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Format: Hardcover
First of all, as pretty as the die-cut dust jacket is, it's prone to tearing. And if you have young children this is likely to be an issue, which sort of spoils the whole collector's/heirloom edition thing. Second, although I would ordinarily like the cream colored pages and colored illustrations, I don't like how they did it for this edition. Starting in the early '90s Dutton published full-color editions of all four of Milne's books (Winnie-the-Pooh, The House At Pooh Corner, When We Were Very Young, and Now We Are Six) on white paper, and the illustrations blended perfectly with the pages. Unfortunately, for this 80th anniversary edition the publisher seems to have simply reused the color pictures from the 1991 edition, complete with the white backgrounds for each illustration. The effect of this against the cream colored pages of this new book looks a bit sloppy to me, as if someone had cut out the pictures from the 1991 edition and pasted them onto the pages of this new one. The older color editions of Milne's books are still available through Amazon (search for "Winnie-the-Pooh full-color gift edition"), and in my opinion they're nicer than this new edition.
2 Comments 110 people found this helpful. Was this review helpful to you? Yes No Sending feedback...
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Format: Paperback
This classic is listed under the age group of four to eight, and as a Poohphile I am quite appalled that it is. Winnie the Pooh books have such wit, wisdom, and humor that gets better every time I read them. Their not just for children, they are for everyone. Over the years, Christopher Robin, Winnie the Pooh, Eeyore, Piglet, Tigger, Kanga, and Roo have become some of my dearest chums. I once heard someone say, or perhaps I read it, that "books are like dear friends, and who has too many friends?" I am quite inclined to agree with that statement. This book is a dear friend of mine and I hope that you shall make it yours. :)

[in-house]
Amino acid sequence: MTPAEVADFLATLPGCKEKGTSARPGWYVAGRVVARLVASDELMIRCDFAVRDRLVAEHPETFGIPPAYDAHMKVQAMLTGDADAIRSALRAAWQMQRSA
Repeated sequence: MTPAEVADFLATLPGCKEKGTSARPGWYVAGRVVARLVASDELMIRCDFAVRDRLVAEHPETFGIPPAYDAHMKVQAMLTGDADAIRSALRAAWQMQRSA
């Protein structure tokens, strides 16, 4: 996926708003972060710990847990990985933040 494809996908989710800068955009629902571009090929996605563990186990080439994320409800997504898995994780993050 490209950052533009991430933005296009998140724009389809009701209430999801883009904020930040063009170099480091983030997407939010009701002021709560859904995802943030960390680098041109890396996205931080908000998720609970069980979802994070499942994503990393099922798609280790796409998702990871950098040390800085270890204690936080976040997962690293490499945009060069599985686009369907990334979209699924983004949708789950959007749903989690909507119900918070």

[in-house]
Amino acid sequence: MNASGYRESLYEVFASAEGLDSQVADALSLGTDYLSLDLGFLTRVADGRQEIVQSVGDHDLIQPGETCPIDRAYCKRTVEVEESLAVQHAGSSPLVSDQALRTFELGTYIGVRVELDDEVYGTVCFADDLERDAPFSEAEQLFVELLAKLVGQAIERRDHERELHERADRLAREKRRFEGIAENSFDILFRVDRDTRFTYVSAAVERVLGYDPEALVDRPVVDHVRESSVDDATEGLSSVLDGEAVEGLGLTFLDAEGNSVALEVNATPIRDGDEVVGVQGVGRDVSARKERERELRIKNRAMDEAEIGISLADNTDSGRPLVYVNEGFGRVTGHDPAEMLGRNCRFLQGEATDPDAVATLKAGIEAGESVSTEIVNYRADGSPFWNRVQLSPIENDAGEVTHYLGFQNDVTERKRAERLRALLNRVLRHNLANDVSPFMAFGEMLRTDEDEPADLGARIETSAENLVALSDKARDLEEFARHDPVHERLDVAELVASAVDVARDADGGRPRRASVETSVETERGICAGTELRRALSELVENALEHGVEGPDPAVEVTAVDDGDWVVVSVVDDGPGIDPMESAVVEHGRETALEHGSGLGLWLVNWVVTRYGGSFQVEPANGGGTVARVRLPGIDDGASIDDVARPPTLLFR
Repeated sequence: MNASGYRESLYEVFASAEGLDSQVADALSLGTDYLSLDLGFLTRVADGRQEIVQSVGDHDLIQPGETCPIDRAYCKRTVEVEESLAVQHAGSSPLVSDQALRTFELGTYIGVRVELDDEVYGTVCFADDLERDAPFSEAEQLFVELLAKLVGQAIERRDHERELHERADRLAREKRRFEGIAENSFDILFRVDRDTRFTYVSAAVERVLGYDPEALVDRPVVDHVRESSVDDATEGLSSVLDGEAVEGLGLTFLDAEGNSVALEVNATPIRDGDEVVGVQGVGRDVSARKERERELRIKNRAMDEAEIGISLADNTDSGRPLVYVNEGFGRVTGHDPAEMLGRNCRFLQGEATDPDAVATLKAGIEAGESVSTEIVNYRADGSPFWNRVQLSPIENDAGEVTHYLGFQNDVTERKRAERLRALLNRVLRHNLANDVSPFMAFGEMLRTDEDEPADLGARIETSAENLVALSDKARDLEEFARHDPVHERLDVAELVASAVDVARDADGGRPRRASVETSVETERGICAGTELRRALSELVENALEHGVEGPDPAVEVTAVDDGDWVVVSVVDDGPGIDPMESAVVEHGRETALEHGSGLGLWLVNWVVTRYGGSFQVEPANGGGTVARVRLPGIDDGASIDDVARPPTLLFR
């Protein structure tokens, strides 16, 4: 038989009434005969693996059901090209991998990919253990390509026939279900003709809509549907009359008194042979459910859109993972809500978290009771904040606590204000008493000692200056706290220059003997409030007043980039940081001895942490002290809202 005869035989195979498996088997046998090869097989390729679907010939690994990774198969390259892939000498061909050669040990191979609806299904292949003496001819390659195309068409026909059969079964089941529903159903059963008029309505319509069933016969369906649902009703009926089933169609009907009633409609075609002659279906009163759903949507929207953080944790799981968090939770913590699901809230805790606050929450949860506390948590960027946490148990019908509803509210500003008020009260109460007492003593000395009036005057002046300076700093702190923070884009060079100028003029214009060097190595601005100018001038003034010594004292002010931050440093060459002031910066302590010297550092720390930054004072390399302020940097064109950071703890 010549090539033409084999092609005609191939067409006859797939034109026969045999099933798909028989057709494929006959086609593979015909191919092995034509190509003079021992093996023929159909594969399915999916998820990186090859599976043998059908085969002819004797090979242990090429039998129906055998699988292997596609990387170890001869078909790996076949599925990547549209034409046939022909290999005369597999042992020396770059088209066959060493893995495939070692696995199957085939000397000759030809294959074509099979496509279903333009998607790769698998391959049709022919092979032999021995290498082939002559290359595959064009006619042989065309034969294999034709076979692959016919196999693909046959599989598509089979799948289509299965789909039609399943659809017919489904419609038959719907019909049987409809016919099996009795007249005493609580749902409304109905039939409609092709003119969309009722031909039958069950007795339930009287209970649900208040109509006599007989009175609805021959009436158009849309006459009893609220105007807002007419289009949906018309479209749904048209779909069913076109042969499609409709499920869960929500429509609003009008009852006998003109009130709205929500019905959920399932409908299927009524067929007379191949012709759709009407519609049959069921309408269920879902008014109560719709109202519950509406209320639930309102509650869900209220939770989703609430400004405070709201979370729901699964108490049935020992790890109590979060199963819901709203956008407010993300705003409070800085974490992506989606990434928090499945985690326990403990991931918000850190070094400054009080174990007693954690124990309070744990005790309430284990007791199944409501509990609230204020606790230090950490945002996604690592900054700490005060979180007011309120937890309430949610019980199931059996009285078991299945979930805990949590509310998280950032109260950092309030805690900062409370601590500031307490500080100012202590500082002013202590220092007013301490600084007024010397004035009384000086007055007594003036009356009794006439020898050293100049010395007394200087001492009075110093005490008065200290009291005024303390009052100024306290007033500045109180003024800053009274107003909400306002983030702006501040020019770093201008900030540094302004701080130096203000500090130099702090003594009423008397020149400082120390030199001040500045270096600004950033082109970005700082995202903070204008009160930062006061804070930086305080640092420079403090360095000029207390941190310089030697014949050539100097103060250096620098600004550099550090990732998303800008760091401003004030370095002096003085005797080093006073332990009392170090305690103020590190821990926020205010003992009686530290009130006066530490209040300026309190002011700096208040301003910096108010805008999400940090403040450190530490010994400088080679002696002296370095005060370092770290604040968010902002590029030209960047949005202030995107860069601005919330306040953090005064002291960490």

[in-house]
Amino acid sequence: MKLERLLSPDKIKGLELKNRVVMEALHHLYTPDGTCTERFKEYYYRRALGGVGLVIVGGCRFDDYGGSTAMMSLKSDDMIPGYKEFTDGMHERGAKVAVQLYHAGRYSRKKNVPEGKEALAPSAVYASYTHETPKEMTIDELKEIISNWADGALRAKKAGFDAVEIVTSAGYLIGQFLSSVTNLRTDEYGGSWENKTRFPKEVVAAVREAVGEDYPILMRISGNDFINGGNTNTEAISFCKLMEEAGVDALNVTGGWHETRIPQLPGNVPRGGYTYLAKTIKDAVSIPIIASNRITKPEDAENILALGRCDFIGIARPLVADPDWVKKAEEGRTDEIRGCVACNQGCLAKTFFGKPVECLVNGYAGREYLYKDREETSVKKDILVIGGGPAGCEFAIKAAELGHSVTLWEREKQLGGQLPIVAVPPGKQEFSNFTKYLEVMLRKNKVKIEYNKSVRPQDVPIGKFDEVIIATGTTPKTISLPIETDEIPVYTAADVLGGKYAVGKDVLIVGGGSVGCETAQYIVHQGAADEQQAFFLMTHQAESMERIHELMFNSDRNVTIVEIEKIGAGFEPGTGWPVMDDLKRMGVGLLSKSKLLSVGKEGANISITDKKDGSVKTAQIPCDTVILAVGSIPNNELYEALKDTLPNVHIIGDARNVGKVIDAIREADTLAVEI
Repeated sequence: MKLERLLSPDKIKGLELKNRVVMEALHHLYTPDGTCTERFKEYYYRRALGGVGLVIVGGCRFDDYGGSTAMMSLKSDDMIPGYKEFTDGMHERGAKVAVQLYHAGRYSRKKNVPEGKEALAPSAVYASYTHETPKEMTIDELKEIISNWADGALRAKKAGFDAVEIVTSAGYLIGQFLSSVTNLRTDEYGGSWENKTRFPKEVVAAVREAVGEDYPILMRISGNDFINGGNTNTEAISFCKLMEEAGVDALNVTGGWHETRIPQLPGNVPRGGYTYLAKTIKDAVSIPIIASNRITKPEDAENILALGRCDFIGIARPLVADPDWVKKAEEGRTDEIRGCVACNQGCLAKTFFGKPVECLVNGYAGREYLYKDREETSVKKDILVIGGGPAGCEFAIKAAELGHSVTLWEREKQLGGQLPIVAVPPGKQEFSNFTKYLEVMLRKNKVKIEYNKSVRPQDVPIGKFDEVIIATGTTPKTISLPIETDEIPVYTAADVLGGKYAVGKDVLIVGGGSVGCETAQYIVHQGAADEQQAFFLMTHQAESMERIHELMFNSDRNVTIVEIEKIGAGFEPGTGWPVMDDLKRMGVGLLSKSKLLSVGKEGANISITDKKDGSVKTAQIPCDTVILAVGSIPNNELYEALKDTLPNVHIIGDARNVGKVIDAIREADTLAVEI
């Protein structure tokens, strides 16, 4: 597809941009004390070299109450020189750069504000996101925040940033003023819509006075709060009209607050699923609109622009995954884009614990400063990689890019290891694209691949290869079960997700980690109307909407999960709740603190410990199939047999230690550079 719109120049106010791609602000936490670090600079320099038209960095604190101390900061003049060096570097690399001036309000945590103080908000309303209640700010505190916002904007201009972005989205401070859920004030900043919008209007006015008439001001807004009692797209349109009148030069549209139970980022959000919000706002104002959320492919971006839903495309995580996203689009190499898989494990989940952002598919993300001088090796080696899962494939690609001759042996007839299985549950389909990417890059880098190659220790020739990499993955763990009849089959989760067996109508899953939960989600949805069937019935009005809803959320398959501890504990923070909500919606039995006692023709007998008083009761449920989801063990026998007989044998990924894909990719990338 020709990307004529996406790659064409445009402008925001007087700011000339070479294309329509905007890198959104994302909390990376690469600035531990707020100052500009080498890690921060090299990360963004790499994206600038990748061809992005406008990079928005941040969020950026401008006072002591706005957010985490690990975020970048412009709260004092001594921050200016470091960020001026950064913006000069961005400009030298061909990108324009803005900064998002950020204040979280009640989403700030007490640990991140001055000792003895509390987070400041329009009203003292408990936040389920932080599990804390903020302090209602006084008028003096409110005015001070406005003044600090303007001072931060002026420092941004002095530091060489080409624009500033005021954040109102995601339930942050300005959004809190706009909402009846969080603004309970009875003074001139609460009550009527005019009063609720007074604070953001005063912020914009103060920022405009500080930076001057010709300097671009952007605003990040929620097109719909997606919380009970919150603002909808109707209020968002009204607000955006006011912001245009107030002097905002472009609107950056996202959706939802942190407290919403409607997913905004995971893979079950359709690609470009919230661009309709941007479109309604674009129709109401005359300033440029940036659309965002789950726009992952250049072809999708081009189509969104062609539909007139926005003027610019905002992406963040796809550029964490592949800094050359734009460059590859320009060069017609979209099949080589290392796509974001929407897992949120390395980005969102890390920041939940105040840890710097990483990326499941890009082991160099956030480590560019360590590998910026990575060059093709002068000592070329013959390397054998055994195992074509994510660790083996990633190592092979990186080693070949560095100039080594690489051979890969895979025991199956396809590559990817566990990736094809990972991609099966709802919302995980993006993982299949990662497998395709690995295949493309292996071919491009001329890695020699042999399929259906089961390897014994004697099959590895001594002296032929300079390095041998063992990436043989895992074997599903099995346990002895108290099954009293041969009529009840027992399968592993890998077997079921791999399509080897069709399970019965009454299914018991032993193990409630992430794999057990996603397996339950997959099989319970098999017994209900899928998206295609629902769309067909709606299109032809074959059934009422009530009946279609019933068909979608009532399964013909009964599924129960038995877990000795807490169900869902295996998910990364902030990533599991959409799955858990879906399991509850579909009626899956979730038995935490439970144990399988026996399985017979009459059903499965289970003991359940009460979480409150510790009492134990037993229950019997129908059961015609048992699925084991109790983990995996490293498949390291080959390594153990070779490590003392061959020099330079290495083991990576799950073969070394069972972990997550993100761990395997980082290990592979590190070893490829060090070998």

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Format: Hardcover Verified Purchase
It's never too late - meaning you're never too old - for Pooh bear and his friends in the Hundred Acre Wood. If you need an excuse, you can always say you "had to buy it for the kids!" Absolutely wonderful!
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Format: Audio CD
This is a review of the Jim Broadbent recording of the first Winnie the Pooh book. Although it does seem to include the other recordings I have heard, and I expect his version of The House at Pooh Corner would be quite similar.
Jim Broadbendt does a great job reading us WtP. Anyone who has heard the Charles Kuralt version- this version is 300% better. Jim not only has a sense of of humor, but does a different voice for each character. Two things sorely lacking on the CK versions. Now, for those who have heard the Peter Dennis recordings, well, those are better, there's no getting around that. Peter's piglet cannot be topped and he also does the most wonderful versions of the songs I have ever heard. But alas, those tapes are no longer available and Dennis never recorded the entire book(s). So, I figure Jim is still deserving of the 5 stars.
Broadbent does a wonderful job of bringing out the humor in the stories, something which the Kuralt recordings do not. His Eeyore does sound a bit like Ringo Starr- but, that works rather well now, doesn't it? Pooh, well, he's a bit on the not-so-bright side, but he's cheerful and trustworthy. Piglet does sound timid and sweet. Rabbit, well, he could be a bit more edgey in these. Jim has made Rabbit a bit more sympthetic a character than I envision him. Still, the subtle nuances are not lost, even on children. And, it is nice to have an unabridged version of the story available.
My children just love these cds. Which is nice. It's always good to have something that the entire family enjoys and is still a worthwhile use of time. Especialy something that one can listen to in the car that doesn't bore the pants off the driver and yet amuses the children enough to keep them quiet. I highly recommend this version for anyone who would like to expose their child to the original Pooh stories.